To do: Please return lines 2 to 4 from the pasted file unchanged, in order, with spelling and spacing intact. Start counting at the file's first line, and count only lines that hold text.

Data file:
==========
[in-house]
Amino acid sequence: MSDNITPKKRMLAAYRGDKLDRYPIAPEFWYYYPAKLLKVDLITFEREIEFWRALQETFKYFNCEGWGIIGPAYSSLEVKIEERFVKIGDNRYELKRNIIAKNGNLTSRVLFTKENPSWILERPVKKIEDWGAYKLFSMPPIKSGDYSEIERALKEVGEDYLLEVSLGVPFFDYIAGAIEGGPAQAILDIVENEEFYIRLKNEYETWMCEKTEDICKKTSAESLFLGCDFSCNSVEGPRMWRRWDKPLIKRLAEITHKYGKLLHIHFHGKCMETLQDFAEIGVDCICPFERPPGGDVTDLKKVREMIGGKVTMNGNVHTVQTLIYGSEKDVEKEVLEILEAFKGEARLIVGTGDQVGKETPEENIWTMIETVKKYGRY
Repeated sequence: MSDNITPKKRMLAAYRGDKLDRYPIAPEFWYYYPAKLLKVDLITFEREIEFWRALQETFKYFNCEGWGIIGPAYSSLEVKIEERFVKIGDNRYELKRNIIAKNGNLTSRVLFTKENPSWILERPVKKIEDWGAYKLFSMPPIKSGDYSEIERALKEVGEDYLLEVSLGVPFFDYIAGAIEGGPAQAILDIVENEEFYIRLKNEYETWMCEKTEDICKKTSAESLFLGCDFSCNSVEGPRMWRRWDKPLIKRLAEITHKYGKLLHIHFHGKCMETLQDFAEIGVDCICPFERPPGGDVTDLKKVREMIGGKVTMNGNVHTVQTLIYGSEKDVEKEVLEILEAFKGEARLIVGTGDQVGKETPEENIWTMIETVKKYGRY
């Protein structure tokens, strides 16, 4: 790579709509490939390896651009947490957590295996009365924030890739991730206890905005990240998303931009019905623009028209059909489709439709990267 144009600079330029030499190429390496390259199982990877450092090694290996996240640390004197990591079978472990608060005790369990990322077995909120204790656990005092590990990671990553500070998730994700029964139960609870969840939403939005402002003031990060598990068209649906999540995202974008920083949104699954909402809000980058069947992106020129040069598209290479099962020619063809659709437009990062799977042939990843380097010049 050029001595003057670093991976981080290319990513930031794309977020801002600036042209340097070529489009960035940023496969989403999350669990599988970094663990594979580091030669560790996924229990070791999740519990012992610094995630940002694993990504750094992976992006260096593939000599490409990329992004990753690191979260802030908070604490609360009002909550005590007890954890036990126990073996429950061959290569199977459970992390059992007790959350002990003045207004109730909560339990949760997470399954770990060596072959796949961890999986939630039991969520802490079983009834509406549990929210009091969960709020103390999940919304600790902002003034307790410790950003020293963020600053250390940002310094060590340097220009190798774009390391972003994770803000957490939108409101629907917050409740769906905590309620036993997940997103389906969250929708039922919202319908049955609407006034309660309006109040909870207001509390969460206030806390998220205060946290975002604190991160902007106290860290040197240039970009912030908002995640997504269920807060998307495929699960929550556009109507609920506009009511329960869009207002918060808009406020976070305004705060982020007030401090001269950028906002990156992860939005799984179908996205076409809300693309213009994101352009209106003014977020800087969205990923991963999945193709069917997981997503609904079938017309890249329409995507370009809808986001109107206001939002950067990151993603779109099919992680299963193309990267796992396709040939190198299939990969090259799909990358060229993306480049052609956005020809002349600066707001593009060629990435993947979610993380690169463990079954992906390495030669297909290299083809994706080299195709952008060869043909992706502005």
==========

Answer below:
Amino acid sequence: MSDNITPKKRMLAAYRGDKLDRYPIAPEFWYYYPAKLLKVDLITFEREIEFWRALQETFKYFNCEGWGIIGPAYSSLEVKIEERFVKIGDNRYELKRNIIAKNGNLTSRVLFTKENPSWILERPVKKIEDWGAYKLFSMPPIKSGDYSEIERALKEVGEDYLLEVSLGVPFFDYIAGAIEGGPAQAILDIVENEEFYIRLKNEYETWMCEKTEDICKKTSAESLFLGCDFSCNSVEGPRMWRRWDKPLIKRLAEITHKYGKLLHIHFHGKCMETLQDFAEIGVDCICPFERPPGGDVTDLKKVREMIGGKVTMNGNVHTVQTLIYGSEKDVEKEVLEILEAFKGEARLIVGTGDQVGKETPEENIWTMIETVKKYGRY
Repeated sequence: MSDNITPKKRMLAAYRGDKLDRYPIAPEFWYYYPAKLLKVDLITFEREIEFWRALQETFKYFNCEGWGIIGPAYSSLEVKIEERFVKIGDNRYELKRNIIAKNGNLTSRVLFTKENPSWILERPVKKIEDWGAYKLFSMPPIKSGDYSEIERALKEVGEDYLLEVSLGVPFFDYIAGAIEGGPAQAILDIVENEEFYIRLKNEYETWMCEKTEDICKKTSAESLFLGCDFSCNSVEGPRMWRRWDKPLIKRLAEITHKYGKLLHIHFHGKCMETLQDFAEIGVDCICPFERPPGGDVTDLKKVREMIGGKVTMNGNVHTVQTLIYGSEKDVEKEVLEILEAFKGEARLIVGTGDQVGKETPEENIWTMIETVKKYGRY
């Protein structure tokens, strides 16, 4: 790579709509490939390896651009947490957590295996009365924030890739991730206890905005990240998303931009019905623009028209059909489709439709990267 144009600079330029030499190429390496390259199982990877450092090694290996996240640390004197990591079978472990608060005790369990990322077995909120204790656990005092590990990671990553500070998730994700029964139960609870969840939403939005402002003031990060598990068209649906999540995202974008920083949104699954909402809000980058069947992106020129040069598209290479099962020619063809659709437009990062799977042939990843380097010049 050029001595003057670093991976981080290319990513930031794309977020801002600036042209340097070529489009960035940023496969989403999350669990599988970094663990594979580091030669560790996924229990070791999740519990012992610094995630940002694993990504750094992976992006260096593939000599490409990329992004990753690191979260802030908070604490609360009002909550005590007890954890036990126990073996429950061959290569199977459970992390059992007790959350002990003045207004109730909560339990949760997470399954770990060596072959796949961890999986939630039991969520802490079983009834509406549990929210009091969960709020103390999940919304600790902002003034307790410790950003020293963020600053250390940002310094060590340097220009190798774009390391972003994770803000957490939108409101629907917050409740769906905590309620036993997940997103389906969250929708039922919202319908049955609407006034309660309006109040909870207001509390969460206030806390998220205060946290975002604190991160902007106290860290040197240039970009912030908002995640997504269920807060998307495929699960929550556009109507609920506009009511329960869009207002918060808009406020976070305004705060982020007030401090001269950028906002990156992860939005799984179908996205076409809300693309213009994101352009209106003014977020800087969205990923991963999945193709069917997981997503609904079938017309890249329409995507370009809808986001109107206001939002950067990151993603779109099919992680299963193309990267796992396709040939190198299939990969090259799909990358060229993306480049052609956005020809002349600066707001593009060629990435993947979610993380690169463990079954992906390495030669297909290299083809994706080299195709952008060869043909992706502005």